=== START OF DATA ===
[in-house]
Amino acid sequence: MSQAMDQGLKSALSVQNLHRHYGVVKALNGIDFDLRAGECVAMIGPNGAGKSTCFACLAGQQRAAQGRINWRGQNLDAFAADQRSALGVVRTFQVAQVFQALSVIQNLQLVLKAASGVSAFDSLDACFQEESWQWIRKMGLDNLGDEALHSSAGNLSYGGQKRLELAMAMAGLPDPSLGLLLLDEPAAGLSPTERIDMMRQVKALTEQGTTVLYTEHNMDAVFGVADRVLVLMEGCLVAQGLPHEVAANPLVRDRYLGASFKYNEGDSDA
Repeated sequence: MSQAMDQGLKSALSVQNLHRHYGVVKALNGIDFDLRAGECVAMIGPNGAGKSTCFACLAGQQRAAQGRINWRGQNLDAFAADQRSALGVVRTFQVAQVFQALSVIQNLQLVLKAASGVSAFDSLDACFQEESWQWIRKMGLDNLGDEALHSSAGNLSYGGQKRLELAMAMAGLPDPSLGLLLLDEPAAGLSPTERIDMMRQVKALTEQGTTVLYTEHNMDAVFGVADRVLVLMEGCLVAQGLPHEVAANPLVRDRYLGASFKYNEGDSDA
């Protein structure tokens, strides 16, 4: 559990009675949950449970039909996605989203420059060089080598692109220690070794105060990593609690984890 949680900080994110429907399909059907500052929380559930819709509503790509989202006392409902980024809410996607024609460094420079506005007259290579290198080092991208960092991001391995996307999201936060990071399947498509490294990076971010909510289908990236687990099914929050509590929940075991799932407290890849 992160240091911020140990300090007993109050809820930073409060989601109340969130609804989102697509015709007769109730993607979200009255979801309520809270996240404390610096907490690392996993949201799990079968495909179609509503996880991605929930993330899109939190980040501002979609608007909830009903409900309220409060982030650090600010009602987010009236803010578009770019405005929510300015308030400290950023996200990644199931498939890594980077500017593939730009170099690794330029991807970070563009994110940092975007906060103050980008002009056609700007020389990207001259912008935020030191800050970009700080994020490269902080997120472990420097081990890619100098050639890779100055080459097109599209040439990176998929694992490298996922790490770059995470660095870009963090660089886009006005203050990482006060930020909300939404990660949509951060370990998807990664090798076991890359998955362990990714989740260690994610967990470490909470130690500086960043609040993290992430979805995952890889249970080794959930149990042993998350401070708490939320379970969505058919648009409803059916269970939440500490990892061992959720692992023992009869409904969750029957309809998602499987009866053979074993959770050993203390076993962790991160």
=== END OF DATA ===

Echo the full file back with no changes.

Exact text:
[in-house]
Amino acid sequence: MSQAMDQGLKSALSVQNLHRHYGVVKALNGIDFDLRAGECVAMIGPNGAGKSTCFACLAGQQRAAQGRINWRGQNLDAFAADQRSALGVVRTFQVAQVFQALSVIQNLQLVLKAASGVSAFDSLDACFQEESWQWIRKMGLDNLGDEALHSSAGNLSYGGQKRLELAMAMAGLPDPSLGLLLLDEPAAGLSPTERIDMMRQVKALTEQGTTVLYTEHNMDAVFGVADRVLVLMEGCLVAQGLPHEVAANPLVRDRYLGASFKYNEGDSDA
Repeated sequence: MSQAMDQGLKSALSVQNLHRHYGVVKALNGIDFDLRAGECVAMIGPNGAGKSTCFACLAGQQRAAQGRINWRGQNLDAFAADQRSALGVVRTFQVAQVFQALSVIQNLQLVLKAASGVSAFDSLDACFQEESWQWIRKMGLDNLGDEALHSSAGNLSYGGQKRLELAMAMAGLPDPSLGLLLLDEPAAGLSPTERIDMMRQVKALTEQGTTVLYTEHNMDAVFGVADRVLVLMEGCLVAQGLPHEVAANPLVRDRYLGASFKYNEGDSDA
């Protein structure tokens, strides 16, 4: 559990009675949950449970039909996605989203420059060089080598692109220690070794105060990593609690984890 949680900080994110429907399909059907500052929380559930819709509503790509989202006392409902980024809410996607024609460094420079506005007259290579290198080092991208960092991001391995996307999201936060990071399947498509490294990076971010909510289908990236687990099914929050509590929940075991799932407290890849 992160240091911020140990300090007993109050809820930073409060989601109340969130609804989102697509015709007769109730993607979200009255979801309520809270996240404390610096907490690392996993949201799990079968495909179609509503996880991605929930993330899109939190980040501002979609608007909830009903409900309220409060982030650090600010009602987010009236803010578009770019405005929510300015308030400290950023996200990644199931498939890594980077500017593939730009170099690794330029991807970070563009994110940092975007906060103050980008002009056609700007020389990207001259912008935020030191800050970009700080994020490269902080997120472990420097081990890619100098050639890779100055080459097109599209040439990176998929694992490298996922790490770059995470660095870009963090660089886009006005203050990482006060930020909300939404990660949509951060370990998807990664090798076991890359998955362990990714989740260690994610967990470490909470130690500086960043609040993290992430979805995952890889249970080794959930149990042993998350401070708490939320379970969505058919648009409803059916269970939440500490990892061992959720692992023992009869409904969750029957309809998602499987009866053979074993959770050993203390076993962790991160």